Many people have no idea of their risk of developing diabetes. Beaumont Health offers the public to discover theirs by taking a new, free online Diabetes Health Risk Assessment at www.beaumont.org/diabetes-risk. In a few minutes, people can learn about their risk of developing diabetes and recommended next steps.
Take the test
To begin, input your age, sex, height and weight. Add your ethnicity and smoking history. Then, enter your weekly minutes of moderate and vigorous exercise and answer a question about having a primary care physician and when your last medical check-up took place.
Next, come questions about whether you or your parents, brothers, sisters or children have, or had, diabetes. You’ll be asked if your waist is larger than 34 inches and — for women — whether you had diabetes when pregnant. The test also asks whether you have high blood pressure and if you take medications for blood pressure, diabetes or cholesterol.
The last questions ask about your cholesterol number, fasting blood sugar and contact information to receive your personalized risk assessment.
According to the Centers for Disease Control and Prevention:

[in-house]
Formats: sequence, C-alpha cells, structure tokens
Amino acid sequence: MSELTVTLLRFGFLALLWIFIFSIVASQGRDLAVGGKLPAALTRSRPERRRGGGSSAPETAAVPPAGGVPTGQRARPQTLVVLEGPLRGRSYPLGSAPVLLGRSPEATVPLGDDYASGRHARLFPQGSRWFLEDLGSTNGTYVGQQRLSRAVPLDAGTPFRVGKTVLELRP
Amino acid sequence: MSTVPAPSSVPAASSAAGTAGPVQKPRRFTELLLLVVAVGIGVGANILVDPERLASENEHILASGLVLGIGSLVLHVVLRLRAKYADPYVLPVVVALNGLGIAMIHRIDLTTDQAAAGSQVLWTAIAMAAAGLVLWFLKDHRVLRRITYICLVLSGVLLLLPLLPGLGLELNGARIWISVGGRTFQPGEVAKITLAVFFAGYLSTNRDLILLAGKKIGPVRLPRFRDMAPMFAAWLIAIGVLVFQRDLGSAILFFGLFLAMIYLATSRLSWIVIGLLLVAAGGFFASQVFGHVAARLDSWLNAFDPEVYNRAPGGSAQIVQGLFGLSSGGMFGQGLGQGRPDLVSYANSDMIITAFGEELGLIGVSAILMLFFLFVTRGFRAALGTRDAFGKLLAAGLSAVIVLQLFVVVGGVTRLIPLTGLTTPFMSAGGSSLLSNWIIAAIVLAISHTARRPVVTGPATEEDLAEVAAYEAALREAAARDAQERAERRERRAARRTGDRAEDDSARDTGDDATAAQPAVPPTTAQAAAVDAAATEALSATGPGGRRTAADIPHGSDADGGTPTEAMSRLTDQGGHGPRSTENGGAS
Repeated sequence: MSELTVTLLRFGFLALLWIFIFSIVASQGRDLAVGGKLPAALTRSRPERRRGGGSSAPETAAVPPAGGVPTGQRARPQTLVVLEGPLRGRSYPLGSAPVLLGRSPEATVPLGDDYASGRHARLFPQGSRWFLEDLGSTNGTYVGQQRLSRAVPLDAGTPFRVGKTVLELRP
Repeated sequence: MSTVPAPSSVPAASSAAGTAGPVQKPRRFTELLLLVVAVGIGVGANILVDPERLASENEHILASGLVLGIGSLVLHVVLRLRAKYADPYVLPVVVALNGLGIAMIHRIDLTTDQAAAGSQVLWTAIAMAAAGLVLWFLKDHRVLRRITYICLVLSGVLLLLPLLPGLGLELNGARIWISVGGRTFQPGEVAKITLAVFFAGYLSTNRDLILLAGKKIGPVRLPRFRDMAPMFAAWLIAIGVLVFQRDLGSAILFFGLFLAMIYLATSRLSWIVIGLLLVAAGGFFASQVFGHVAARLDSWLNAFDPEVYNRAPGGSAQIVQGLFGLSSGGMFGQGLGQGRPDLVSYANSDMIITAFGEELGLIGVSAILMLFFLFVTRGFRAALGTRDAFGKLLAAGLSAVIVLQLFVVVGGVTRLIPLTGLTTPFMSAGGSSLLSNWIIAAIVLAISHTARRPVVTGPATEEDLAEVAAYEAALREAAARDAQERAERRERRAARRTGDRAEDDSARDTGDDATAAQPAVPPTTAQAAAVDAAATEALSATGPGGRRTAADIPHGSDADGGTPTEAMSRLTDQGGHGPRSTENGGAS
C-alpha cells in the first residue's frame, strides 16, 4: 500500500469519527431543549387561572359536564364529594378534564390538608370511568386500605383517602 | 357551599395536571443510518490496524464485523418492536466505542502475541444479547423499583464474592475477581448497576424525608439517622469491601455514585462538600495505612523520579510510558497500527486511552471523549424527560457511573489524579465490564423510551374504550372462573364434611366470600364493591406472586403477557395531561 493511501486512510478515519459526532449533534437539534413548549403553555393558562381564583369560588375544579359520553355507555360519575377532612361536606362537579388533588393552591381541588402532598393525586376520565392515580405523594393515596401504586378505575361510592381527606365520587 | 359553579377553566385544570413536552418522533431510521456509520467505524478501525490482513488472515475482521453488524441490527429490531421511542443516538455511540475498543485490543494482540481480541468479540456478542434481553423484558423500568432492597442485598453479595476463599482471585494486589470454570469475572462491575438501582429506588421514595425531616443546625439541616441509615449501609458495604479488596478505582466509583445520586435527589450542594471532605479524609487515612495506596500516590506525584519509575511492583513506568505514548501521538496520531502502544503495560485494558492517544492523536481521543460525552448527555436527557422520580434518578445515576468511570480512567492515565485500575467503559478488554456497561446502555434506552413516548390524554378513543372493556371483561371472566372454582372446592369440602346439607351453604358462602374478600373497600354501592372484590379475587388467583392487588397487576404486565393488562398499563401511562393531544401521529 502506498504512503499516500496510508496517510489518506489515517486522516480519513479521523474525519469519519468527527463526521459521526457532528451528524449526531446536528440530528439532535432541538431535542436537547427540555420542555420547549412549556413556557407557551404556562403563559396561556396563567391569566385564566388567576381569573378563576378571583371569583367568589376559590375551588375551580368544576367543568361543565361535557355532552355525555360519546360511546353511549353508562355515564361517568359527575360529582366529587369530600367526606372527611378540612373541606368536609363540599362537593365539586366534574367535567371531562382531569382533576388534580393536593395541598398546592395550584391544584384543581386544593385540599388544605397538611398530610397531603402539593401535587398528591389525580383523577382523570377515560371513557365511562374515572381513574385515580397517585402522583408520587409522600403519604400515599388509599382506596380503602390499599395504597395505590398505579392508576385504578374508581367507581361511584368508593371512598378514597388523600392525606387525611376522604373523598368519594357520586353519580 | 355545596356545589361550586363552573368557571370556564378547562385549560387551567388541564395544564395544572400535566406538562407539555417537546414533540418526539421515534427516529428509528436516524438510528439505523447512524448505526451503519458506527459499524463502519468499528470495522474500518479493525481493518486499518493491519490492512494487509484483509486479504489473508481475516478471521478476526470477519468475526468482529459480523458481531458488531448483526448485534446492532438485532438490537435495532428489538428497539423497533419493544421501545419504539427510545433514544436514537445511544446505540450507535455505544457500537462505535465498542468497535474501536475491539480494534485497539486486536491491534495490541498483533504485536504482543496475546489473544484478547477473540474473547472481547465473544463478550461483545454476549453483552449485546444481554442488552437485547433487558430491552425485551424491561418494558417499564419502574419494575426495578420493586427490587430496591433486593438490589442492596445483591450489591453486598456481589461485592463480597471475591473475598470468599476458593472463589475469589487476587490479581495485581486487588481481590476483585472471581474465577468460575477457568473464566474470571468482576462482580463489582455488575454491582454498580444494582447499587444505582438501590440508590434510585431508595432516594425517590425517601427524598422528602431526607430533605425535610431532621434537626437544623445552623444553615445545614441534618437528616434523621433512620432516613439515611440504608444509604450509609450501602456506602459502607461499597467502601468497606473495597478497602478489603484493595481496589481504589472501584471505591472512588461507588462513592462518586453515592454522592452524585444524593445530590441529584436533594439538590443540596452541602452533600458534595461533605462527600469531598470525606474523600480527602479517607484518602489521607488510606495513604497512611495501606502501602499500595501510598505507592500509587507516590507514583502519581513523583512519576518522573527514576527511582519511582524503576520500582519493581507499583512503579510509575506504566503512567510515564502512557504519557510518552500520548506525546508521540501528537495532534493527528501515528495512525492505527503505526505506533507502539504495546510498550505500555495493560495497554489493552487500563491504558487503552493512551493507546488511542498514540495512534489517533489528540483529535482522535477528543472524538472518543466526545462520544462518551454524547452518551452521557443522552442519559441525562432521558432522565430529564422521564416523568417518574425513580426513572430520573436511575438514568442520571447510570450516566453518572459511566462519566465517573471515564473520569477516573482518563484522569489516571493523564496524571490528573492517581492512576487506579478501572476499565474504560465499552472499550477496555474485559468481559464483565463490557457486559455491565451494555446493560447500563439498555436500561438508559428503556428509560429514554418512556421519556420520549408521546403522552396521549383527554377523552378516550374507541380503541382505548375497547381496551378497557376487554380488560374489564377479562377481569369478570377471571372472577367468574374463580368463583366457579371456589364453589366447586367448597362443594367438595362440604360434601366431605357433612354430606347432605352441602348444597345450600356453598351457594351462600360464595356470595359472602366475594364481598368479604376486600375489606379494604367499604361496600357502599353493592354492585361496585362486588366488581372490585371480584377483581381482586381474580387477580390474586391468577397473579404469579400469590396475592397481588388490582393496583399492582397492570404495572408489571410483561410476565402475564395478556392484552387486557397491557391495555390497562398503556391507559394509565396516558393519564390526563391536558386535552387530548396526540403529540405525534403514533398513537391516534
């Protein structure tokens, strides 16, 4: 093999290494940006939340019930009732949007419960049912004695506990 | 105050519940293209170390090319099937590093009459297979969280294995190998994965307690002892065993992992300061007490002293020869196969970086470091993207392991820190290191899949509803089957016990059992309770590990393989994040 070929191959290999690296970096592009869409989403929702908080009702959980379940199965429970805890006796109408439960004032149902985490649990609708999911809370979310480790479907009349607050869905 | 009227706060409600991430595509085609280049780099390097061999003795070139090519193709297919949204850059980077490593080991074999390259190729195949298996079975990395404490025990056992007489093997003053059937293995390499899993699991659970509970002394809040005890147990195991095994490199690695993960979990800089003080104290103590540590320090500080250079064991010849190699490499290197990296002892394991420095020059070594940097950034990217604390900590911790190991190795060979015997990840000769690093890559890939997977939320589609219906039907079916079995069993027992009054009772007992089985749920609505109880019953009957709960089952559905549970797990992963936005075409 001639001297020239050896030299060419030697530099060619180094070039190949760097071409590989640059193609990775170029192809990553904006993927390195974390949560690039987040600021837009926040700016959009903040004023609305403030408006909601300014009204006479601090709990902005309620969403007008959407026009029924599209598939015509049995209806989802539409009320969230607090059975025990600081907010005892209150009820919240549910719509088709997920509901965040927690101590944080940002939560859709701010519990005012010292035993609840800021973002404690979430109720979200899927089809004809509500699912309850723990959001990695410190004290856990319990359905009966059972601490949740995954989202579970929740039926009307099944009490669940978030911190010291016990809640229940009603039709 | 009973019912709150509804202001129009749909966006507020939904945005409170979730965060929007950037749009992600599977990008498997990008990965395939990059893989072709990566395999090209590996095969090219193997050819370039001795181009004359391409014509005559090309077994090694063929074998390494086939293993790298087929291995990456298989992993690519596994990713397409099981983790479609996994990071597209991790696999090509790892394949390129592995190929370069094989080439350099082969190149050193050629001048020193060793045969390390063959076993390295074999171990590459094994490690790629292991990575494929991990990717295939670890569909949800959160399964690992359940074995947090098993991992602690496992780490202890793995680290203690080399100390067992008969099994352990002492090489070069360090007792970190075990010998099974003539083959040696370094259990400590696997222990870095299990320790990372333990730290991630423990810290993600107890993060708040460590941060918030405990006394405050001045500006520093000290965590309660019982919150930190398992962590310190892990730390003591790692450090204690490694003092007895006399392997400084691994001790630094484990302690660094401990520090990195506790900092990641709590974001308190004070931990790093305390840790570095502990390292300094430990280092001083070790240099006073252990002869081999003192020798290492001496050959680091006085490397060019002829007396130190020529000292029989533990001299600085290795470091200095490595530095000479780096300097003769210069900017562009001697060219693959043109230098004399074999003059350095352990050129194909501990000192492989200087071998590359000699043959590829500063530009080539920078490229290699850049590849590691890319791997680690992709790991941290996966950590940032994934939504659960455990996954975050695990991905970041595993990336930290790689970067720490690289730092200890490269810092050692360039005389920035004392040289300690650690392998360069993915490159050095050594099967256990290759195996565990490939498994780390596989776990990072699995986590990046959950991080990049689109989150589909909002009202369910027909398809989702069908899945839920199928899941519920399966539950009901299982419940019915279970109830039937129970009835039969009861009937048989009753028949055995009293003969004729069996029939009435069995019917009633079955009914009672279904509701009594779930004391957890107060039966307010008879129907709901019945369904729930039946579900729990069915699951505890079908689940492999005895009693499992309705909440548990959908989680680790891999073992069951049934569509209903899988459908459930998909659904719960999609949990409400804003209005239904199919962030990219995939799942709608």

• Diabetes affects about 30.3 million Americans or about 9.4 percent of the U.S. population.
• Nearly 1 in 4 adults living with diabetes, or 7.2 million Americans, have it and don’t know it.
• Another 84 million Americans have prediabetes, with blood glucose levels higher than normal, but not high enough to be diagnosed as diabetes. Left untreated, it will advance to diabetes within five years
• Nine out of 10 adults with prediabetes don’t know they have it.
Take your diabetes risk seriously
People with diabetes — a chronic, metabolic disorder — are twice as likely to have heart disease or a stroke as people without diabetes — and at an earlier age. Diabetes is the leading cause of chronic kidney disease, lower-limb amputations and adult-onset blindness.
For people who wish to lower their risk of developing diabetes or who have diabetes, Beaumont Health offers a variety of resources, including the “Diabetes” episode on the Beaumont HouseCall Podcast with endocrinologist Dr. Michael Brennan.
“Type 2 diabetes can usually be prevented through healthy eating and moderate physical activity. We support those at risk, and those diagnosed, in altering their diet, incorporating more activity and making other lifestyle changes,” said Alicia Jackson, manager, Diabetes Program, Beaumont Community Health and Outreach. “Each time we help people to find the road to good health, we are inspired by their dedication and hard work.”